Notable political economist Leo Panitch in Winnipeg

U of M Global Political Economy lecture provides Marxist perspective on the integration of Canada into the American empire

Illustration by Bradly Wohlgemuth

Last Wednesday evening at the Fort Garry Hotel, the Global Political Economy (GPE) program at the University of Manitoba hosted a lecture by Leo Panitch.
Panitch, a notable Marxist political economist, U of M alumnus, and professor of political science at York University, spoke about what he interprets as Canada’s incorporation into the American imperial project, and elaborated on the history of American international capital in general.
“Foreign capital came here not primarily to suck our resources out, nor to draw surpluses out; it came here to sell to a market. Already we can see the Canadian experience is different from that of most countries in the third world,” said Panitch during the talk.
In speaking about the history of American capital flow, Panitch emphasized the transformational effects that outside investment may have on foreign countries.
“Capital — and especially American capital — isn’t just a flow of money. It moves as a class force [ . . . ] When American multinational capital moved, it was crucial in organizing and restructuring the capitalist classes in the countries it moved to.”
Panitch recently co-wrote a book with Sam Gindin, entitled The Making of Global Capitalism: The Political Economy of American Empire, which argues that global capitalism was not something that developed unilaterally, but was built collaboratively, with the United States acting in a central role.
The book also argues that the major political outcome of the recent global financial crisis, far from putting neoliberalism on the back burner, has been the entrenchment of neoliberal policies.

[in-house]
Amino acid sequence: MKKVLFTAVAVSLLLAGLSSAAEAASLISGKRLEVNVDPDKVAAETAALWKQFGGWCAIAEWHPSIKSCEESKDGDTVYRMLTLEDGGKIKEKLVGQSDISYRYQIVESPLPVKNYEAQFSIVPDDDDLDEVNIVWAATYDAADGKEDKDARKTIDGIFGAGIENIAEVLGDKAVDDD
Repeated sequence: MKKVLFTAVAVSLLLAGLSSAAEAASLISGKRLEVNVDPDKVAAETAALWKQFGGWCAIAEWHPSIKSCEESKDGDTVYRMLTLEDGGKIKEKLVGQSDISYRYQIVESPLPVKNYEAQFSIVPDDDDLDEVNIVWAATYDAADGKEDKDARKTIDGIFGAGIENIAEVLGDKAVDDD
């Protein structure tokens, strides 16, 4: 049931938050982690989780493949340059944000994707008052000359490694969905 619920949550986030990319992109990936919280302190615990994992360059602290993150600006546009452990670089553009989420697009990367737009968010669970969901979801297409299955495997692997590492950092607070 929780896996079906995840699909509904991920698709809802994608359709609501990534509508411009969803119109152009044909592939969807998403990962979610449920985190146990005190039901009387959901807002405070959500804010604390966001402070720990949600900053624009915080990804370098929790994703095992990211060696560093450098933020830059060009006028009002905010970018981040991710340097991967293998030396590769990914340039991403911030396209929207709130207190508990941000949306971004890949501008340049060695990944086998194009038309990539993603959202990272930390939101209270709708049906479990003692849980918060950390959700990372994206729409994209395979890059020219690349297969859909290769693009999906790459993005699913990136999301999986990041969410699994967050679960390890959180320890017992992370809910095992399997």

“We can see class struggle in action in the growing wealth inequalities, or in the protections afforded to bond-holders while working-class mortgage-holders were tossed to the curb, or to the declaration of a new age of permanent austerity by David Cameron in the U.K.,” said Mark Hudson, co-ordinator of the GPE program and U of M assistant professor of sociology, in his introductory remarks of the evening.
A Q&A period followed in which the conversation was refocused onto speculations on the future of the left. Panitch expressed skepticism over the notion that any leftist political movement representing the interests of the working class could emerge and take power, even during moments of capitalism-in-crisis.
“Because when the whole thing really falls apart, who is going to prevent fascism from becoming the answer to that? There are movements, but they are not organizing [ . . . ] All I can say is, for God’s sake, stop planning the next protest and start organizing politically.”
Leo Panitch grew up in Winnipeg’s North End, and took economics at the U of M, before moving on to the London School of Economics and Political Science where he earned his master of science degree and PhD.
Panitch takes a Marxist approach to his analysis, and puts class struggle at the centre of his arguments. He is a supporter of the Greater Toronto Workers Assembly – a group concerned with organizing activists in the working class movement.
Panitch is the third Deutscher-Prize-winner to present in the GPE program’s series of lectures, the other two being Robert Brenner, an economic historian from UCLA, and David Harvey, a distinguished history professor at the City University of New York with a research interest in Marxism.